Just over five years ago on a very cold January afternoon I was arrested along with six others for blocking the entrance to Colisimo’s gun shop on Spring Garden Street in Philadelphia. We were there to call attention to the store’s complicity in the straw purchasing process that leads to illegal guns getting into communities that are overwhelmingly used in street crimes. In the trial that ensued one of the things that I was always uneasy about is that in our defense, our lawyer stressed that we were praying in front of the store as part of our protest. While I understand that public prayer has been an effective from of political protest going back at least to the Civil Rights Movement, that it makes for good political theater, and that was an effective legal defense strategy, in my case it just was not true. Frankly I was too#%&@ cold to pray!
There were some deeply spiritual people among the twelve people who were arrested over the two days of civil disobedience protest: a young woman who later that year walked the El Camino in northern Spain; a Jewish Rabbi who is a spiritual guide to many young Jews; a Quaker activist who on the street and in the jail regularly called us to pray. But not me. Now I did have a sense going in that I was living out the apostle Paul’s call to “present your bodies as a living sacrifice”(Roman 12.1). However, while I probably should have been praying, I wasn’t. In that moment of protest I was not calling on a deeper source of power to transform Mr. Colisimo’s heart; I was just trying to stay warm while sitting in front of his store. Moreover, when I was arrested and spent a day and night in jail I did not call on and sense God’s presence in the jail cell; I wish I had because when I was left alone by myself in the cell I felt totally cut off from people and God , so much so that I nearly went crazy. Instead of meeting God that day, I experienced trauma and a spiritual emptiness that took months for me to process. (To see my reflections on the experience go to this link). So when my lawyer said I was praying in front of the store, I wish it were true, but I was not.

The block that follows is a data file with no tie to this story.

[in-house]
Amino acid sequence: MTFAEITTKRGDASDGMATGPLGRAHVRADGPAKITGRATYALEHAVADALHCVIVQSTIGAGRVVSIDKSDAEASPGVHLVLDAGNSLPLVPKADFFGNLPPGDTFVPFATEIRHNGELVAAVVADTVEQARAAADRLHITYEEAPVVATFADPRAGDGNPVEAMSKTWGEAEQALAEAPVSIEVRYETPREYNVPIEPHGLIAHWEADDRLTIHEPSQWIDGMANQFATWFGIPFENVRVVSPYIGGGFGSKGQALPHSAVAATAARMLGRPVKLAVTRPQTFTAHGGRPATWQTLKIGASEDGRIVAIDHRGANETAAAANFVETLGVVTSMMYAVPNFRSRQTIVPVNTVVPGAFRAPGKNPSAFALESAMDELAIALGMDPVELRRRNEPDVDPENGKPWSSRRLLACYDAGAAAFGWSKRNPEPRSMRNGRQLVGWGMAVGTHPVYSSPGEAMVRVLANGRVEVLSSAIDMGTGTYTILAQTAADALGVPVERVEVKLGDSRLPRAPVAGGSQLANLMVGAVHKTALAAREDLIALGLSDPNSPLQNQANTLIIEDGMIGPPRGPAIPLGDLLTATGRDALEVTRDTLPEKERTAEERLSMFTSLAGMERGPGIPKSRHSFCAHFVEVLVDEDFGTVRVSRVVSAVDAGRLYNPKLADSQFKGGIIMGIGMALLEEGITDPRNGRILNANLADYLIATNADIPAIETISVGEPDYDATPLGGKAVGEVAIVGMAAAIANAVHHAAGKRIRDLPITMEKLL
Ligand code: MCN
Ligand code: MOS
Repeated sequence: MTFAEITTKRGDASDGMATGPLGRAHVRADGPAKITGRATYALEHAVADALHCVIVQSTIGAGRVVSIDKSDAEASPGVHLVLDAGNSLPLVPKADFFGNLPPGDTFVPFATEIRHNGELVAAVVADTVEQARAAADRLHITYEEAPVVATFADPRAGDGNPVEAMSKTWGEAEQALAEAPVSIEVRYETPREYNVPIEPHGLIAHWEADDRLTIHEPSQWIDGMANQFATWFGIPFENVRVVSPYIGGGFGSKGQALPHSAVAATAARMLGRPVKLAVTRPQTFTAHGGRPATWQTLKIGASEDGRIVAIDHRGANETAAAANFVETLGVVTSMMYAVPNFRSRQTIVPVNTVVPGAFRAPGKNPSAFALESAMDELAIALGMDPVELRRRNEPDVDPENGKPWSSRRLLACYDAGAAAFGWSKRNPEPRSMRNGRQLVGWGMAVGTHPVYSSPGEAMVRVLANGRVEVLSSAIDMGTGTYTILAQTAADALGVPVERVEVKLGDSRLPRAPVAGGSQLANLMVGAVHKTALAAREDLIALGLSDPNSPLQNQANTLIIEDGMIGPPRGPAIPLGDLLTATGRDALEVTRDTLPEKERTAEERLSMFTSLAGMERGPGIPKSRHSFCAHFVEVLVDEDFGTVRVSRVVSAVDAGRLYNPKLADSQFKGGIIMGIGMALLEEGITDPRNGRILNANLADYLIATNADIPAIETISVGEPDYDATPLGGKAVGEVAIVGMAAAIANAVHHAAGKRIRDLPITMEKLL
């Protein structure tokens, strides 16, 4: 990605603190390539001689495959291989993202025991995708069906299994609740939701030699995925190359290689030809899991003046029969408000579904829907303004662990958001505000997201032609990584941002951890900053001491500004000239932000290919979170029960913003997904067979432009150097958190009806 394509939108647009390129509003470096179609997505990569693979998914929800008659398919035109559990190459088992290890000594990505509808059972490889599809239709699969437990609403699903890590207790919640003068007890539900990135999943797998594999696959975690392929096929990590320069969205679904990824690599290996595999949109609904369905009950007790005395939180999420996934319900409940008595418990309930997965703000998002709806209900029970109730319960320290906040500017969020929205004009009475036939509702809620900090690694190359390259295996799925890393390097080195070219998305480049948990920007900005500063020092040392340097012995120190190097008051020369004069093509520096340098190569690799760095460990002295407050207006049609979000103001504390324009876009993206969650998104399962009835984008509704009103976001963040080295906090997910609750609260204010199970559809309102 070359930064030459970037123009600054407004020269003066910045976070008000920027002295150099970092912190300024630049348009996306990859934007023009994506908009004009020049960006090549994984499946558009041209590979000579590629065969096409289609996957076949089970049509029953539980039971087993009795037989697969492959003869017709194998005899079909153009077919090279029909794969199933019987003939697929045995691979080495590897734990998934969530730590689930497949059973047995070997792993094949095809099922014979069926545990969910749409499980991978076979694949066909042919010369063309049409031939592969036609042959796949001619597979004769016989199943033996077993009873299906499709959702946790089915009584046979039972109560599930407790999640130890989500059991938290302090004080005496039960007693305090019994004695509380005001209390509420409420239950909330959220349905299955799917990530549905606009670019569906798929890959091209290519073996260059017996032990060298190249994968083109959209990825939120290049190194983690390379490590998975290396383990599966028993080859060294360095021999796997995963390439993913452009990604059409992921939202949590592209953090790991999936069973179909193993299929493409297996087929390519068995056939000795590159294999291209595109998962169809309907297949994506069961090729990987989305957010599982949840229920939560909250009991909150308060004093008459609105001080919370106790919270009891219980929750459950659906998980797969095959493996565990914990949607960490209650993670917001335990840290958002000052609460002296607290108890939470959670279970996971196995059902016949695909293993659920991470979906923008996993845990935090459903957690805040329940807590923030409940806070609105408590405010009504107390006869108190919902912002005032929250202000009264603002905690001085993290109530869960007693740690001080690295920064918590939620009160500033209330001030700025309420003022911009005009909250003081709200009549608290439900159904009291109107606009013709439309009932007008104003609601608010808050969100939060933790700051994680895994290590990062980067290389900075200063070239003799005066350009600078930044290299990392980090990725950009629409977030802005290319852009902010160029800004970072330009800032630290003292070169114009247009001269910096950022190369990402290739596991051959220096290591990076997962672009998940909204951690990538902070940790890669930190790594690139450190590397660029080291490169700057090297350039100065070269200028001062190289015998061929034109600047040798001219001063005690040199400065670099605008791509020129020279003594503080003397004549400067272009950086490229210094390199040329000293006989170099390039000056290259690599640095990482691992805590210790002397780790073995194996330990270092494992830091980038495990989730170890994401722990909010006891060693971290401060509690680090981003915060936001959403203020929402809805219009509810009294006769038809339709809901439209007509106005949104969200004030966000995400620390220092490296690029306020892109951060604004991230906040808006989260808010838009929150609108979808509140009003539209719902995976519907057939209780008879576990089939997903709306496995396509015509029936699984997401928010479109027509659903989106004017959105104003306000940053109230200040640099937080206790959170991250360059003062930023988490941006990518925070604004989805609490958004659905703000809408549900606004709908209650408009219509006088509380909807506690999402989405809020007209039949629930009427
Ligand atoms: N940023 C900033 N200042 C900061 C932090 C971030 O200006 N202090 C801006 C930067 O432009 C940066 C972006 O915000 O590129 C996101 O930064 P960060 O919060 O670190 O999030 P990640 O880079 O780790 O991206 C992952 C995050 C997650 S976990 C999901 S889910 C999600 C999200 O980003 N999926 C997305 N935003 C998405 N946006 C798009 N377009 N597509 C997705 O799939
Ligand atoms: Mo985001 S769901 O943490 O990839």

Five years later in a different way I find myself facing a similar challenge and question. I find myself in a spiritual state of unease while being involved in the faith-based network POWER (Philadelphians Organized for Witness, Empowerment and Rebuilding). Through POWER I am engaged with many others in a campaign to convince the governor and legislature of Pennsylvania to develop a full and fair funding formula for resourcing the state’s public schools, particularly the Philadelphia School system. In our meetings we talk about developing and exercising power, by which we mean getting people out to vote and to rallies in sufficient numbers to convince politicians that we are force to be reckoned with. Most, if not all, of the people involved would consider themselves “people of faith” by which they mean that their values and worldviews are shaped by their faith tradition be it Jewish, Christian or Muslim. Our gatherings often begin with prayer and a faith reflection, and yet somehow I feel like we are missing something extremely important, a deeper power, the power of the Spirit that shapes and informs our various faith traditions.
Richard Rohr, a Franciscan priest and the co-founder of the Center for Action and Contemplation writes about the Perennial Tradition, a belief coming out of the Roman Catholic tradition that affirms that there is “a Divine Reality underneath and inherent in the world” that connects all the world’s faith traditions and from which each of those traditions emerge. He compares this Divine Reality to an underground stream from which all faith traditions draw their strength and inspiration. Through the years there have been numerous efforts by Christian, Jewish, Muslim and Buddhist teachers to articulate and describe this deeper source of power that links all faith traditions, while at the same time honoring the uniqueness of each. Now for some this idea of a deeper power linking all spiritual traditions wades into troubling theological waters. For instance, in my Christian tradition we emphasize that Jesus is “the Way, the Truth and Life and no one comes to [God] except through [him]” (John 14.6). I have come to see this statement as just another one of the paradoxes of my faith, such as the first shall be last, that in dying we find new life, that in suffering there is victory, and that blessing comes through suffering. In the same way Jesus is the Way while at the same time he points me to a deeper power linking to people of various faith traditions much different than my own.